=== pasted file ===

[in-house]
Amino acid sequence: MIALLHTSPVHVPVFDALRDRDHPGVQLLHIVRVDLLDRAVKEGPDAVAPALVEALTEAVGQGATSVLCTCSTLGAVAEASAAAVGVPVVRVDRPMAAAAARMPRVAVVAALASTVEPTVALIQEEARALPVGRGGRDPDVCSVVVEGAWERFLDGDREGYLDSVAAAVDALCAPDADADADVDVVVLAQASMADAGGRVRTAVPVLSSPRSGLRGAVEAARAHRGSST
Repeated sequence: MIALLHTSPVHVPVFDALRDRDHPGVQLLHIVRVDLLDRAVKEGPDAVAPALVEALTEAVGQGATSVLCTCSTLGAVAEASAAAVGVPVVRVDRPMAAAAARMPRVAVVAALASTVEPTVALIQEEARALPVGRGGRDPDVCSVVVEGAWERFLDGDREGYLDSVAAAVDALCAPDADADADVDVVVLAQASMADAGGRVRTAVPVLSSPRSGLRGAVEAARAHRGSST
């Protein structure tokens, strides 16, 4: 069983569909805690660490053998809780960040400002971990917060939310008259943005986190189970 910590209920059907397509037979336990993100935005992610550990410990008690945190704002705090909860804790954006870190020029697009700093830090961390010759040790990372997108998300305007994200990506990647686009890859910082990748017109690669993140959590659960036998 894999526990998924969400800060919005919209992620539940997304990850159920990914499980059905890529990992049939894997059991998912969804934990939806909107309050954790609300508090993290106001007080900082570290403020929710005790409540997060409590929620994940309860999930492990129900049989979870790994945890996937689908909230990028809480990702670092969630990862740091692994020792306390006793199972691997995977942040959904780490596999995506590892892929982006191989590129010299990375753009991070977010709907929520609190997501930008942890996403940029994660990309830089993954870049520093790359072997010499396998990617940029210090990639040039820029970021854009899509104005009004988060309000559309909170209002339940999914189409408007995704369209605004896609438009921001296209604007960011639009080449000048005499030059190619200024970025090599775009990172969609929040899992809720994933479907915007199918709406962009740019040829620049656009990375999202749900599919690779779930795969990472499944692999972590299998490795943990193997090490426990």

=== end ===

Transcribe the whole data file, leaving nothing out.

[in-house]
Amino acid sequence: MIALLHTSPVHVPVFDALRDRDHPGVQLLHIVRVDLLDRAVKEGPDAVAPALVEALTEAVGQGATSVLCTCSTLGAVAEASAAAVGVPVVRVDRPMAAAAARMPRVAVVAALASTVEPTVALIQEEARALPVGRGGRDPDVCSVVVEGAWERFLDGDREGYLDSVAAAVDALCAPDADADADVDVVVLAQASMADAGGRVRTAVPVLSSPRSGLRGAVEAARAHRGSST
Repeated sequence: MIALLHTSPVHVPVFDALRDRDHPGVQLLHIVRVDLLDRAVKEGPDAVAPALVEALTEAVGQGATSVLCTCSTLGAVAEASAAAVGVPVVRVDRPMAAAAARMPRVAVVAALASTVEPTVALIQEEARALPVGRGGRDPDVCSVVVEGAWERFLDGDREGYLDSVAAAVDALCAPDADADADVDVVVLAQASMADAGGRVRTAVPVLSSPRSGLRGAVEAARAHRGSST
């Protein structure tokens, strides 16, 4: 069983569909805690660490053998809780960040400002971990917060939310008259943005986190189970 910590209920059907397509037979336990993100935005992610550990410990008690945190704002705090909860804790954006870190020029697009700093830090961390010759040790990372997108998300305007994200990506990647686009890859910082990748017109690669993140959590659960036998 894999526990998924969400800060919005919209992620539940997304990850159920990914499980059905890529990992049939894997059991998912969804934990939806909107309050954790609300508090993290106001007080900082570290403020929710005790409540997060409590929620994940309860999930492990129900049989979870790994945890996937689908909230990028809480990702670092969630990862740091692994020792306390006793199972691997995977942040959904780490596999995506590892892929982006191989590129010299990375753009991070977010709907929520609190997501930008942890996403940029994660990309830089993954870049520093790359072997010499396998990617940029210090990639040039820029970021854009899509104005009004988060309000559309909170209002339940999914189409408007995704369209605004896609438009921001296209604007960011639009080449000048005499030059190619200024970025090599775009990172969609929040899992809720994933479907915007199918709406962009740019040829620049656009990375999202749900599919690779779930795969990472499944692999972590299998490795943990193997090490426990």